A single, devastating California fire season wiped out years of efforts to cut emissions of greenhouse gases, said a new report Wednesday, leaving policymakers scrambling to figure out next steps.
The report, an analysis by the nonprofit group Friends of the Earth, showed the first state-wide decline in emissions since 1990, with California set to fall more than 30 percent short of its 2020 goal of cutting emissions to 33 percent below 1990 levels — the lowest in the West.
Other Western states and the U.S. government have also been struggling to cut emissions on a large scale as a global shift toward cleaner energy sources makes it difficult for industrialized nations to meet the Kyoto Protocol goals, which call for reducing greenhouse gas emissions by 26 to 28 percent by 2010.
The report came as California’s politicians, activists and environmental groups gathered Wednesday for the first meeting of the new California Legislative Committee on Climate Change, a special commission created last year to develop a climate strategy for the state.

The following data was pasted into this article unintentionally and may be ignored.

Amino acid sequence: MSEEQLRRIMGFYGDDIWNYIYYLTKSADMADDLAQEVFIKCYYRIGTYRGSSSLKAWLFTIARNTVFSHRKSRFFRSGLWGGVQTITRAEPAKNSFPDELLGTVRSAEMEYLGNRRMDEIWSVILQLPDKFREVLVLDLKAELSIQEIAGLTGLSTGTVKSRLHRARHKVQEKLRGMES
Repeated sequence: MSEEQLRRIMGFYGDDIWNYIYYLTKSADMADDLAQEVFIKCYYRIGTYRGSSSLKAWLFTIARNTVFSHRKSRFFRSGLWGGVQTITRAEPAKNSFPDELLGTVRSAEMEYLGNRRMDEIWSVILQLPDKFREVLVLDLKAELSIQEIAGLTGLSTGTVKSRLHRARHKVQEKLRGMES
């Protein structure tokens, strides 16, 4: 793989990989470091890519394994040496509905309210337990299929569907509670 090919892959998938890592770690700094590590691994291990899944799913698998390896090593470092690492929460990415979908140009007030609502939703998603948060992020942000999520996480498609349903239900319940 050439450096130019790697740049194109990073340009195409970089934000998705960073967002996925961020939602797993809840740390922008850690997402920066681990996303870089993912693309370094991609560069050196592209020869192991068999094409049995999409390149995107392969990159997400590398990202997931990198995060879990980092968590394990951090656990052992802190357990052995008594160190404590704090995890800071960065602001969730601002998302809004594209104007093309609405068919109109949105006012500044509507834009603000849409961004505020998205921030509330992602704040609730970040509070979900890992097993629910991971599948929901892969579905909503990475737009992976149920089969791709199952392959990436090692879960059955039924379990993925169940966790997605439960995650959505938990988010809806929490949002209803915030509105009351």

The committee, which is scheduled to meet for the first time next week in Sacramento, will look at proposals by the state and the federal government and hear a range of options, including carbon capture credits and other strategies to curb emissions.
Under the new committee, the state can still impose regulations on power plants and other sources of energy, and enact or expand a renewable energy mandate. But the committee can also propose new regulations, or propose regulatory changes that could impact other sectors, such as agriculture.
“This is an opportunity to make sure we’re not going to have a repeat of California’s problem,” said Rep. Lois Capps (D-Oakland), one of three representatives on the committee. “The big challenge is that this is coming at us from both sides, from California and outside of California.”
The report from Friends of the Earth said the biggest declines in emissions could come from energy and transportation sectors, largely focused on efforts to reduce vehicle emissions, such as vehicle fleets.
The report recommended that California’s “biggest source of reduction” should be